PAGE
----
At just 18 months old, the U.S. Space Force (USSF) is the newest branch of the Armed Forces. While organized within the Department of the Air Force, the Space Force is led by Gen. John Raymond, Chief of Space Operations, a member of the Joint Chiefs of Staff.
As stated on the Space Force’s website:
“[t]he USSF is a military service that organizes, trains, and equips space forces in order to protect U.S. and allied interests in space and to provide space capabilities to the joint force. USSF responsibilities include developing Guardians, acquiring military space systems, maturing the military doctrine for space power, and organizing space forces to present to our Combatant Commands.”
At this stage, the USSF is laser focused on ensuring it has the right authorities, that it is properly staffed, and that it has the right structure. Another integral piece in setting it up for success is the Alternative Acquisition System Report (ASR), which will inform the Space Force’s acquisition strategy.
The Pentagon included $17.4 billion for the USSF in its recently released 2022 budget request to Congress, a 13 percent increase over the previous year. Rep. Mike Rogers, R-Al, an original champion of the Space Force and the current Ranking Member of the House Armed Services Committee, told Defense News in February that the Space Force “has very unanimous support in the House Armed Services Committee and overwhelming support in the Senate Armed Services Committee. As long as it’s got congressional support, we’re going to be fine.”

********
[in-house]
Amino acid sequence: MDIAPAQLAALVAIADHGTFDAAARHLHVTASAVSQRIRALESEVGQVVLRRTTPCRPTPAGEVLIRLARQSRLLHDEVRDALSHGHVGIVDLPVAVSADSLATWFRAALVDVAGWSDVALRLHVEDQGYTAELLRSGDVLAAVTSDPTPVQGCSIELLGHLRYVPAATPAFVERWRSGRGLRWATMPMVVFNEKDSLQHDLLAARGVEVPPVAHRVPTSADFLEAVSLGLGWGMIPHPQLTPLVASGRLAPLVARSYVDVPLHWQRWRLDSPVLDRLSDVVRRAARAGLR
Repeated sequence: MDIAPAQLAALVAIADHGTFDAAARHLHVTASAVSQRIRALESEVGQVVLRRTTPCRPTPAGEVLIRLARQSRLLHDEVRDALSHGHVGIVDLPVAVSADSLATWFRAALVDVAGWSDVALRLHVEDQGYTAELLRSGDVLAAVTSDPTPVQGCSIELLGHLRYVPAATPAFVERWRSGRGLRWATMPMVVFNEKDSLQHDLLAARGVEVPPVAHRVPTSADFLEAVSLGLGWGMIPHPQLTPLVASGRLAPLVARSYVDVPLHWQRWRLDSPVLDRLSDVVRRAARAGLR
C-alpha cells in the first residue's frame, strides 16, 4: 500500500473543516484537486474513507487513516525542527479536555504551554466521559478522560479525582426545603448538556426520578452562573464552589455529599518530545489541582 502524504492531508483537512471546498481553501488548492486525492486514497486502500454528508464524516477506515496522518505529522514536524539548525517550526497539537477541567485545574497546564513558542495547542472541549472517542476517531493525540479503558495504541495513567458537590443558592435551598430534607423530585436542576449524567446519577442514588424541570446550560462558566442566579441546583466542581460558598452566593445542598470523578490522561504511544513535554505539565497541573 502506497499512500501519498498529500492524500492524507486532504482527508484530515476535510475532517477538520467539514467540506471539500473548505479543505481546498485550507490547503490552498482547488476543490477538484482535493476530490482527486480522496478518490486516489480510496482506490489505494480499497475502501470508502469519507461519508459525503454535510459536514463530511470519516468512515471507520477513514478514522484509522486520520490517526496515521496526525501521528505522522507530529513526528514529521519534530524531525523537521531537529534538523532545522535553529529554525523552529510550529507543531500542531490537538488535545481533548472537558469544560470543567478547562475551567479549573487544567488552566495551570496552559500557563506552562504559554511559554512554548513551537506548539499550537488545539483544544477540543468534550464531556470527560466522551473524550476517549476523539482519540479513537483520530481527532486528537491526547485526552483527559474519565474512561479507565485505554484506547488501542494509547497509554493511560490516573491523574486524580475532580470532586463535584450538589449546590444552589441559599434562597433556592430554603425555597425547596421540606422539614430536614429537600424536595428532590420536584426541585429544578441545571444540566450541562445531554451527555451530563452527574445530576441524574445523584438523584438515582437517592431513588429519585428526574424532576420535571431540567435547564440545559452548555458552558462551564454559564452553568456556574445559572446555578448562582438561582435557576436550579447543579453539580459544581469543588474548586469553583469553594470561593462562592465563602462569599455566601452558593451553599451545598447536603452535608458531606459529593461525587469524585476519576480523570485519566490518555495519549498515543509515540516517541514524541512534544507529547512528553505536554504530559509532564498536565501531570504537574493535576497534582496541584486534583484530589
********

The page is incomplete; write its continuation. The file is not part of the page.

Currently the USSF is comprised of former Air Force personnel and civilians, also known as Space Force Guardians. In his May 27, 2021 testimony before the House Defense Appropriations Subcommittee, Chairman of the Joint Chiefs of Staff Gen. Mark Miley said, “[o]ngoing actions to fully resource the United States Space Force (USSF) including transfer of the Space Development Agency (SDA) and unit transfers from the Army and Navy, will enhance the USSF’s ability to organize, train, equip and present forces who can compete, deter and if necessary prevail should war initiate in, or extend to space”. Once the transfer of personnel is complete, the USSF will then realize its personnel gaps and work to fill them, likely with contractors. Those who make up the force will hail from a variety of backgrounds with an emphasis on cyber and engineering. While the USSF has an important mission, the goal is for the branch is to remain small and nimble.
As a premier global government partner, Amentum stands ready to support the USSF. We have proudly supported more than 100 government and commercial space launches and provide engineering services that span the entire program lifecycle – from initial needs analysis, development, and maturation to production, deployment, and sustainment. We are confident that, when called upon, we will help the USSF achieve mission success in the ultimate high ground.